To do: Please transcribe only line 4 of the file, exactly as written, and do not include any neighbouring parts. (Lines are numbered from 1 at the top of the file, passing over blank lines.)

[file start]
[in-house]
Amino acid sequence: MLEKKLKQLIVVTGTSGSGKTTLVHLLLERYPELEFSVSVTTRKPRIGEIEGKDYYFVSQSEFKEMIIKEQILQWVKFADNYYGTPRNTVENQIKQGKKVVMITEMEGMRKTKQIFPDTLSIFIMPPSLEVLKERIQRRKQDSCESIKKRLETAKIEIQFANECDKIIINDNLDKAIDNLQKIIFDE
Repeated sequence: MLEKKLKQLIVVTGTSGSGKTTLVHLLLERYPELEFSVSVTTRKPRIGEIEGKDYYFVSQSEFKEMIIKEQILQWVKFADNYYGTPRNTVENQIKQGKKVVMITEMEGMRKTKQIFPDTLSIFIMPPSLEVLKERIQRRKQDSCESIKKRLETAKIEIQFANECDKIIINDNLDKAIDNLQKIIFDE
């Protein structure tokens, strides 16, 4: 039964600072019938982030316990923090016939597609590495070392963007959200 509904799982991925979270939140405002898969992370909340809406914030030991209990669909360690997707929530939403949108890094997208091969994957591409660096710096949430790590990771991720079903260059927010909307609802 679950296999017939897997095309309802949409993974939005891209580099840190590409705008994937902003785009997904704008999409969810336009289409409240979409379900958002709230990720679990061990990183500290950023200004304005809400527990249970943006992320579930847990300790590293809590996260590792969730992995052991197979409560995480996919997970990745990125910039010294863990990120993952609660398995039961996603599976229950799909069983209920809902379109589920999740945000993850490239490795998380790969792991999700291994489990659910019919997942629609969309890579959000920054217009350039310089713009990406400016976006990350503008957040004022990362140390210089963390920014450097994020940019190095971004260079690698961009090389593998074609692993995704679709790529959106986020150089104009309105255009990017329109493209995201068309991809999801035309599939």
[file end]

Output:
């Protein structure tokens, strides 16, 4: 039964600072019938982030316990923090016939597609590495070392963007959200 509904799982991925979270939140405002898969992370909340809406914030030991209990669909360690997707929530939403949108890094997208091969994957591409660096710096949430790590990771991720079903260059927010909307609802 679950296999017939897997095309309802949409993974939005891209580099840190590409705008994937902003785009997904704008999409969810336009289409409240979409379900958002709230990720679990061990990183500290950023200004304005809400527990249970943006992320579930847990300790590293809590996260590792969730992995052991197979409560995480996919997970990745990125910039010294863990990120993952609660398995039961996603599976229950799909069983209920809902379109589920999740945000993850490239490795998380790969792991999700291994489990659910019919997942629609969309890579959000920054217009350039310089713009990406400016976006990350503008957040004022990362140390210089963390920014450097994020940019190095971004260079690698961009090389593998074609692993995704679709790529959106986020150089104009309105255009990017329109493209995201068309991809999801035309599939």